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How Do You Load Crabs on the Fishing Line to Catch Tautog?

In the last post, we talked about the types of baits that people use for Tautog fishing, and how the best baits are usually crabs since blackfish prefer crustaceans. For newer anglers, the idea of loading crabs onto a hook can seem like an odd one, or even a difficult one. Our team is happy to help you learn how to load bait if you like, and of course we have plenty of guests that are experts and would be happy to guide you.

But, in order to help start the process, let’s talk about the different ways that we would hook a crab so that you can get an idea of what the process is like.

Selection of Crabs

Before rigging, the selection of the right type and size of crab is crucial. Green crabs and Asian crabs are popular choices due to their size, hardness, and availability. The size of the crab should be appropriate for the size of the tautog being targeted:

  • Smaller Crabs – Ideal for medium-sized tautog.
  • Larger Crabs – Can be used whole for larger tautog or halved for a broader appeal.

Most crabs are going to make great bait, since the smell of the crab will attract blackfish looking for a quick meal.

Hooking the Crab

Proper preparation of the crab ensures that the bait is attractive and accessible to the tautog. Start by removing the top shell of the crab to expose the inner flesh. This step is crucial as it releases the scent of the crab, making it more enticing to tautog.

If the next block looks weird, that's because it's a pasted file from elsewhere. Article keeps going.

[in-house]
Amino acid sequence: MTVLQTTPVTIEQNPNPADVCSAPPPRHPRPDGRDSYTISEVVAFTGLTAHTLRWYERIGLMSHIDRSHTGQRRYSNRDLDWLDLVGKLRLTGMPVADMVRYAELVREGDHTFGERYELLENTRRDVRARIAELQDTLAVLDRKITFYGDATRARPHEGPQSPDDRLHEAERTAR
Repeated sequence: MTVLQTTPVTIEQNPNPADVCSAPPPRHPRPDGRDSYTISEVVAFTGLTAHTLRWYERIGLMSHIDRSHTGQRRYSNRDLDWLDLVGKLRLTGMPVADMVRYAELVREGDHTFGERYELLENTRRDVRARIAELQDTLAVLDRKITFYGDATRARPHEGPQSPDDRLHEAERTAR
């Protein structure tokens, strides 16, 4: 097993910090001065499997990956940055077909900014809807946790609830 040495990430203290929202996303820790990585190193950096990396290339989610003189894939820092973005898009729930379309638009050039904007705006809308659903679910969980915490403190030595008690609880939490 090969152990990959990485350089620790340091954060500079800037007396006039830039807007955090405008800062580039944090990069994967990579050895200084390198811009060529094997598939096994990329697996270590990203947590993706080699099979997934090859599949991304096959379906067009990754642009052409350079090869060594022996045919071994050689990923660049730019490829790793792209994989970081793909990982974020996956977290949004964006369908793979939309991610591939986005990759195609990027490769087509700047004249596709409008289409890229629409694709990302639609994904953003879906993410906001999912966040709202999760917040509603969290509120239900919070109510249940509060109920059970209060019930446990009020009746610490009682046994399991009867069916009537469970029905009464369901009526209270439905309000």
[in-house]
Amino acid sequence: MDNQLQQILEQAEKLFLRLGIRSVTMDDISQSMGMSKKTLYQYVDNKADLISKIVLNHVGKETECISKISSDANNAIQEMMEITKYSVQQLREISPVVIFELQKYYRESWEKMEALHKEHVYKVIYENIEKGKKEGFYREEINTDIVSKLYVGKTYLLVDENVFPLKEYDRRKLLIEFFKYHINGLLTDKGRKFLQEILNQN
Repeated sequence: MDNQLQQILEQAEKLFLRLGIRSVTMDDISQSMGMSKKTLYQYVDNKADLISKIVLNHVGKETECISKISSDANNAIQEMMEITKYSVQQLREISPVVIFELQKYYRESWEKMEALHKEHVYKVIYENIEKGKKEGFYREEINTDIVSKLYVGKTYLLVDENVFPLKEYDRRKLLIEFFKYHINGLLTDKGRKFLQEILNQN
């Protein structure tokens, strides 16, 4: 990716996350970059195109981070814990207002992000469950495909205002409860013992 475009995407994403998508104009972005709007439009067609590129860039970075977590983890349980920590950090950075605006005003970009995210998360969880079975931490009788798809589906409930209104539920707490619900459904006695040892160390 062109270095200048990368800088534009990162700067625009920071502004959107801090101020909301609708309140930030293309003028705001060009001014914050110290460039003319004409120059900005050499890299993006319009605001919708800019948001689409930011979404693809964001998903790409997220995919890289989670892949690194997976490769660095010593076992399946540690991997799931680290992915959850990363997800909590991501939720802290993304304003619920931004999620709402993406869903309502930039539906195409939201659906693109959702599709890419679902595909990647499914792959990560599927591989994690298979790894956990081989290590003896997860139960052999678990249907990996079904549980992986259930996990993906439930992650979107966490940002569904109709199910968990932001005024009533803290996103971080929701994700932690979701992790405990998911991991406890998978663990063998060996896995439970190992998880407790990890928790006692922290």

Optionally, legs can be removed to prevent the tautog from nibbling on them without taking the hook. Some anglers, however, prefer to leave the legs on for added movement and attraction.

Then you need to start hooking the crab. The method of hooking the crab can vary, but is still important in ensuring the bait stays on the hook while also maximizing the chances of a hook-set.

  • Hook Placement – Insert the hook through one of the crab’s leg sockets, then out through the opposite side. This method secures the crab effectively and allows for a natural presentation.
  • Exposing the Hook Point – Ensure that the hook point is exposed to facilitate a clean hook-set. The crab should be secured firmly but not so tightly that it impedes the hook’s ability to penetrate the tautog’s mouth.

This style of hooking the crab will make sure the crab both stays on the hook and is placed in such a way that a fish taking a bit will latch on. To further secure the crab on the hook, some anglers use bait elastic. This thin, stretchy thread can be wrapped around the crab and hook, holding the bait in place without masking the scent or hindering the natural presentation.

Tautog are bottom feeders, so it’s essential to present the bait near the bottom. A weight may be used to ensure the bait stays down where the tautog are feeding. Tautog often reside around structures like rocks, wrecks, and reefs. Positioning the bait close to these structures increases the likelihood of attracting a tautog. We know of some great locations to take you to during blackfish season.

Keep in mind that tautog are known for their ability to steal bait without getting hooked. Regular checks and replacements of the bait ensure that your hook is always presented with an enticing offering, so that you’re not wasting your time with a line in the water and no bait to attract the fish.

Come Join Us on the Marilyn Jean!

We take countless trips to catch blackfish over the course of the year, and we’re more than happy to provide you with tips and tricks. We also have amazing guests that are happy to help as well. Come aboard and let’s get started!

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